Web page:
England is considered to be a pioneer in setting up a sociology of gender through her research and work in the field of gender equality and closing the gender wage gap. The lack of a field of study about gender within sociology necessitated the employment of an interdisciplinary approach.
When England wrote her dissertation on gender inequality in the workplace, there were only about 10 or 12 articles about the sex gap and pay in the social sciences. And so, she innovated, combining her knowledge about stratification and sociological methods to begin developing a
mode of sociological inquiry into gender.
England highlighted the lack of a legacy and mentoring she faced: “I didn't have a lot of support for the idea that these were important questions, or people to guide me that knew about it.” While the lack of mentoring was an impediment, she remained grateful for the space that her advisor provided nonetheless.
It was a challenge she overcame on her own, eventually finding a network of like-minded scholars for support: “When many of us came into universities, we were really the minority in our departments. And so we kind of reached out to find other women scholars to be friends with and for some support, like I was in a feminist reading group for a long time.”
But her feminist ethos is different from her mode of social inquiry, as England explained: “When I would say I was feminist, more of what I meant was, these are my values, and this is what I hope will happen in the world. But that's somewhat separate from how I analyze the world.”
Since graduate school, the spirit of interdisciplinarity has been a core part of England’s academic work — which has been markedly influential. “I would go and read what the psychologists were doing, and the economists and the sociologists and the public policy people, sometimes the philosophers and so I think a lot of us became more interdisciplinary.” These multi-disciplinary networks became more formalized, especially through experiences such as the MacArthur Grant, which England described as one of the best experiences of her life. It was the same affinity for interdisciplinarity that motivated her to join NYUAD as the Dean of Social Science.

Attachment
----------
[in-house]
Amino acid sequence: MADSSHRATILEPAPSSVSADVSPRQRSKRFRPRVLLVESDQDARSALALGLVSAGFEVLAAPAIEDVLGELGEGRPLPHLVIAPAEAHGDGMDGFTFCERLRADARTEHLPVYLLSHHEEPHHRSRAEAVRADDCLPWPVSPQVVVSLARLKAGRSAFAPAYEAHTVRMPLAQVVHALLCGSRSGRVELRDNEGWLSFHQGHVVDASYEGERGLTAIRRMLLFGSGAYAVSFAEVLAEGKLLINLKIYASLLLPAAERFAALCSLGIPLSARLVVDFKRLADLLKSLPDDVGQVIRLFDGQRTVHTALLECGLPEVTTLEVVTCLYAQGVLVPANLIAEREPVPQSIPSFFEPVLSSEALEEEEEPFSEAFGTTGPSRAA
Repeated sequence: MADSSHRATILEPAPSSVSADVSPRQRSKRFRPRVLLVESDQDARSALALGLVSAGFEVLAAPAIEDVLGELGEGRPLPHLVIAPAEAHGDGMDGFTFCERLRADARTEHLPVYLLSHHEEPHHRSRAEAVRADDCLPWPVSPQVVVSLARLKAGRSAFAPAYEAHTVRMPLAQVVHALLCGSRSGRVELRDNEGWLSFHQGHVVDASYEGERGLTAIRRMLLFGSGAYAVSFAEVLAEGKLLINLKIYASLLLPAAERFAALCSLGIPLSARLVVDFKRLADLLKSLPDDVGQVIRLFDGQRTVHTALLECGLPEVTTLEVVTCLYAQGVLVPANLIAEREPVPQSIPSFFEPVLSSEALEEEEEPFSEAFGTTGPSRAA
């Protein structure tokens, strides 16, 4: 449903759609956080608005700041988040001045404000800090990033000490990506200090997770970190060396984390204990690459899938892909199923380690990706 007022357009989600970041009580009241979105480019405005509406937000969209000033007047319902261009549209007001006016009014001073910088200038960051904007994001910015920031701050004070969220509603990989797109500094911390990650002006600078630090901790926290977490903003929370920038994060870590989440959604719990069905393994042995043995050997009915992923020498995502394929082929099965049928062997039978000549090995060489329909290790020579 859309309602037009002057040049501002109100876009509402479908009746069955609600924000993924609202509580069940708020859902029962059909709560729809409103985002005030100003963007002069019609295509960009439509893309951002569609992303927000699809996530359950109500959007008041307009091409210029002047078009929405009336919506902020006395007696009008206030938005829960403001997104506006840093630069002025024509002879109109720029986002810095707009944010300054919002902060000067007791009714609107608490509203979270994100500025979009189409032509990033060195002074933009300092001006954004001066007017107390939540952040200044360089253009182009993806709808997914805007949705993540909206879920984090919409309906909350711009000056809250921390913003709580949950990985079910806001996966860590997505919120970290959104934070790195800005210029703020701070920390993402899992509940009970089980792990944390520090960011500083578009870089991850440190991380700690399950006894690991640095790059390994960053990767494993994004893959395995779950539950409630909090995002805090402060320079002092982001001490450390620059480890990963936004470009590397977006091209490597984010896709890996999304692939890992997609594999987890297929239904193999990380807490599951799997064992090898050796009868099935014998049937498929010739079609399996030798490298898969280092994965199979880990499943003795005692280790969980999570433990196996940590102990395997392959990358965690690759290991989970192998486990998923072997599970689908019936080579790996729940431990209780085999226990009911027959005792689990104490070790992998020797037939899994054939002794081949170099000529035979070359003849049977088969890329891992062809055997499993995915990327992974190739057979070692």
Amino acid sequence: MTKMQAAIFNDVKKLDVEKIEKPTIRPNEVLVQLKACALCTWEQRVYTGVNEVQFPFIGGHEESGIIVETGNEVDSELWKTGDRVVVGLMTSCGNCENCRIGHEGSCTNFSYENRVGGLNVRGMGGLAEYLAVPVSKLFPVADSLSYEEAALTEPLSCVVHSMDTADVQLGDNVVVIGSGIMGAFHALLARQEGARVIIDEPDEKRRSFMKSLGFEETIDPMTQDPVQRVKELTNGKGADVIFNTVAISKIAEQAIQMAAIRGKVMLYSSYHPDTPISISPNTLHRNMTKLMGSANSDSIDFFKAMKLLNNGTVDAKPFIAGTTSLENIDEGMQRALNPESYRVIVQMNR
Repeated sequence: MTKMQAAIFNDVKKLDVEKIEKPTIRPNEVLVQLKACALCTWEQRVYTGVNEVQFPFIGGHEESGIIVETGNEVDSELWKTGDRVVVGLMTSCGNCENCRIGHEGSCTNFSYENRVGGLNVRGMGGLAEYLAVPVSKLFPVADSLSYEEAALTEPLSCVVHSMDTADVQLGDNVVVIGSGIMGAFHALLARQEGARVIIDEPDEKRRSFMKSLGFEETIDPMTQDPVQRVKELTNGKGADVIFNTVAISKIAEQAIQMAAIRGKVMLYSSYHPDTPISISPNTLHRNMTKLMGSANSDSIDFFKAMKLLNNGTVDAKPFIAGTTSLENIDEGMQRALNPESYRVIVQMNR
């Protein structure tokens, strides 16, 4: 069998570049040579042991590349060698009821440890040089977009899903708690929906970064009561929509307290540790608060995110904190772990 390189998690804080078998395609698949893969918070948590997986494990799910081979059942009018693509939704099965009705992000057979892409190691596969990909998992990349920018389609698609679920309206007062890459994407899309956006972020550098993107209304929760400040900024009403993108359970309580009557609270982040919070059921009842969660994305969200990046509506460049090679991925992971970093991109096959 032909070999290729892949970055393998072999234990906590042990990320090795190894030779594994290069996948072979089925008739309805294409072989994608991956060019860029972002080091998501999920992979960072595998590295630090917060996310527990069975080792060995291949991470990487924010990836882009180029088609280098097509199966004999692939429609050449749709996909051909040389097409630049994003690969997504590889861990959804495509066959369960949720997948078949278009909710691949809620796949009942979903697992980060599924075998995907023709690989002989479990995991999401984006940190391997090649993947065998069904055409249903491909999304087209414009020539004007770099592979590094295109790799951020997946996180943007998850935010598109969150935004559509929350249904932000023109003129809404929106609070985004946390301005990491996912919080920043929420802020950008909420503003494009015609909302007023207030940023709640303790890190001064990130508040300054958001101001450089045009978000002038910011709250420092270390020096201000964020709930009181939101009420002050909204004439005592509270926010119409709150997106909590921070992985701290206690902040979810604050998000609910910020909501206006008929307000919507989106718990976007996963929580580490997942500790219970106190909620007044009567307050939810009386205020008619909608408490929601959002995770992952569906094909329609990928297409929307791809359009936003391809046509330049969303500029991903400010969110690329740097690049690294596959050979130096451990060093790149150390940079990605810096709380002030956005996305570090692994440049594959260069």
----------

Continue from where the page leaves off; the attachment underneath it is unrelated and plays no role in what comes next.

England feels deeply connected to NYUAD’s mission and vision, especially having seen the vision being built over the past decade, especially with its focus on research.
“I think part of what I've resonated with all along about NYUAD is what [is needed] to start up a new university. And both: tak[ing] care of the teaching needs of the students, and also create groups that are doing research,” she explained.
Her experiences in established research universities with excellent academic programs guides her academic strategy at NYUAD: England hopes to develop and work on new doctoral social sciences programs, which will bring more opportunities for research, for both doctoral students and faculty researchers.
“What I want to accomplish as Dean is to help the Social Science Division at NYUAD to become an even more excellent place for research than it already is and build our reputation in more areas than we already have a reputation in; help the faculty that are already here to thrive, develop their own careers [and contribute] to scholarship all around the world. I want to increase gender diversity in the faculty where it's somewhat lacking … I want to try to be smart and skillful about things that I do to try to increase diversity, equity and inclusion,” England explained, underlining her overall strategy as the new Dean.
Feminist, academic, searcher, enterpriser, innovator: these are some of the hats that England has worn throughout her life. She brings a rich amalgamation of her insights and experiences from these numerous positionalities to the Deanship — all of which will greatly influence her work and her style at NYUAD.
Huma Umar is Managing Editor and Laura Moncada is a Staff Writer. Email them at email@example.com.